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Metal memorial serves as unique city landmark

By Joel Hall

jhall@news-daily.com

Since 2000, those who happen to pass through North Avenue in Jonesboro have been greeted by curious metal objects, displayed on the front lawn of the house once owned by deceased, former Jonesboro Mayor Donna Meadows.

It all started with an eight-and-a-half-foot metallic rooster. Some time later, the rooster was joined by a large Tyrannosaurus Rex, a cow fashioned out of an oil drum, a pig made out of a propane tank, a small army of metal ants, and a garden full of metal flowers.

For Melly Meadows-McCutcheon, an actor and native of Jonesboro, the collection of metal objects serves as a reminder of the humorous and gentle side of her mother.

"The insanity of the yard started in 2000," said Meadows-McCutcheon. Around that time, she was diagnosed with a cyst on her pituitary gland and required brain surgery to remove it. The Meadows family traveled to Houston, Texas, so Meadows-McCutcheon could be treated by the world's premiere brain surgeon specializing in issues of the pituitary gland.

During the month that Meadows-McCutcheon was in Houston for surgery, Donna Meadows and her other daughter, Marti Garmon, discovered a large, garish, metal rooster on the side of a Houston road.

The family purchased the rooster and transported it back to Jonesboro on top of a mini van. Soon after the rooster became a permanent fixture on the Meadows family lawn, other creations began to follow.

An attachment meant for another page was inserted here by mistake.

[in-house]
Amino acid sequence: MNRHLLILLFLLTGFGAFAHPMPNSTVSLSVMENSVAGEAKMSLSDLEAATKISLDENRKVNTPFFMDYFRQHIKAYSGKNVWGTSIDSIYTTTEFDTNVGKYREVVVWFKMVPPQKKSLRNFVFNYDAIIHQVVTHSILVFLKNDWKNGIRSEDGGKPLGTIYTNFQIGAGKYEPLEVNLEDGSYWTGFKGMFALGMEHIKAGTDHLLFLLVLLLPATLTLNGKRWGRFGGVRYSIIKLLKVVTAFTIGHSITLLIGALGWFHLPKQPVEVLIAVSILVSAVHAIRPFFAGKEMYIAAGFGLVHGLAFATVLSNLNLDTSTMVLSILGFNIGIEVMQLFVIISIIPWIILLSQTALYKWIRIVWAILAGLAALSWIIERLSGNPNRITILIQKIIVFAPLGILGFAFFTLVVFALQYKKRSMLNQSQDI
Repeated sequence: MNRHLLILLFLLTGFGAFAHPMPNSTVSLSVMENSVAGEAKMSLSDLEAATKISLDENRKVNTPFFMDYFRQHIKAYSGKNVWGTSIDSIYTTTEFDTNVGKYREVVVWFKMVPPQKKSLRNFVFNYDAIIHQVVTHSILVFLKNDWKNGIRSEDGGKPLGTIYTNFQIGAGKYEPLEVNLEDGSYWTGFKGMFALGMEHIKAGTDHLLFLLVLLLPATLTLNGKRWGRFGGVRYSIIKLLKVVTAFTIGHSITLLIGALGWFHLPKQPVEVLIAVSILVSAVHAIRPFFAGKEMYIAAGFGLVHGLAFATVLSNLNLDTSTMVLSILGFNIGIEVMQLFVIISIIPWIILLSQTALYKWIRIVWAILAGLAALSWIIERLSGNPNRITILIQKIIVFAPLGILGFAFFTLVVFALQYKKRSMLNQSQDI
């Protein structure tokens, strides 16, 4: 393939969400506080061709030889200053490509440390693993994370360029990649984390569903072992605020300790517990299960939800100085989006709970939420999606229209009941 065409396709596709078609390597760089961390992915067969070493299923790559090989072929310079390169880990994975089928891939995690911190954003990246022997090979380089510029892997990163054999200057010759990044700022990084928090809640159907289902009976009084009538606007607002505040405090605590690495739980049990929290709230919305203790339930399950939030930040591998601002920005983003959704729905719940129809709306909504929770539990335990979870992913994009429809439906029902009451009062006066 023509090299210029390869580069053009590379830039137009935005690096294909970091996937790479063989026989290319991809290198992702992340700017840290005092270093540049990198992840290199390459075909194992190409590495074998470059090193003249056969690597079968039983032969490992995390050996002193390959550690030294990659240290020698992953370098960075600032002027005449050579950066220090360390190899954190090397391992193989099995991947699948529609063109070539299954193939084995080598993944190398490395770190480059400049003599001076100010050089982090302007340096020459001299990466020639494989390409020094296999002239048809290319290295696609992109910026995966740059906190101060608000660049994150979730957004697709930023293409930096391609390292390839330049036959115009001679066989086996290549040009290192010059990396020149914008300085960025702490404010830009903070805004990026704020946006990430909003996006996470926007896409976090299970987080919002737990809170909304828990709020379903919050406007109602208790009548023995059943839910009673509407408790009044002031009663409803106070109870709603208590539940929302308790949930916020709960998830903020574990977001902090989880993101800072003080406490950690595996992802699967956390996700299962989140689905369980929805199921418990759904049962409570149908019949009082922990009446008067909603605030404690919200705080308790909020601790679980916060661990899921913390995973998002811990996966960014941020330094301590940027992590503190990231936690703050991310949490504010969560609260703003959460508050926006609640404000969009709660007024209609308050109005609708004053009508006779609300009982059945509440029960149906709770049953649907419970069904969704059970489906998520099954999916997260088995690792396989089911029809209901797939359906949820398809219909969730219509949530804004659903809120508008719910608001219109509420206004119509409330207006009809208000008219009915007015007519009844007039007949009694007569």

"Every time she went somewhere, she would come back with more of this stuff," said Meadows-McCutcheon. Eventually, the rooster was joined by interesting metal objects from as far away as Florida and Oklahoma, each with its own unique story of how it got there.

Donna Meadows, who became Jonesboro's first female mayor in 1991, eventually lost a long battle with liver disease and passed away on July 25, 2006. While Meadows-McCutcheon originally thought of her mother's yard creations as strange, they "became beloved members of the family" upon Meadow's passing.

Bill Lindsey, a Jonesboro electrician and long-time family friend of the Meadows, said the Meadows yard has become somewhat of a local attraction.

"People give directions by those things," said Lindsey. "They have the 'Big Chicken' on the north side ... we have the Big Chicken in Jonesboro.

"In the spring and summer, it's not uncommon to see a couple of people staring in the driveway," Lindsey continued. "People stop all the time, take pictures, and ask if we sell them."

Meadows-McCutcheon said she isn't planning on liquidating her mother's collection of "yard art" anytime soon.

"She did a lot for Jonesboro ... she did a lot for people," said Meadows-McCutcheon. "It's a sentimental reminder of what a fun person my mom was."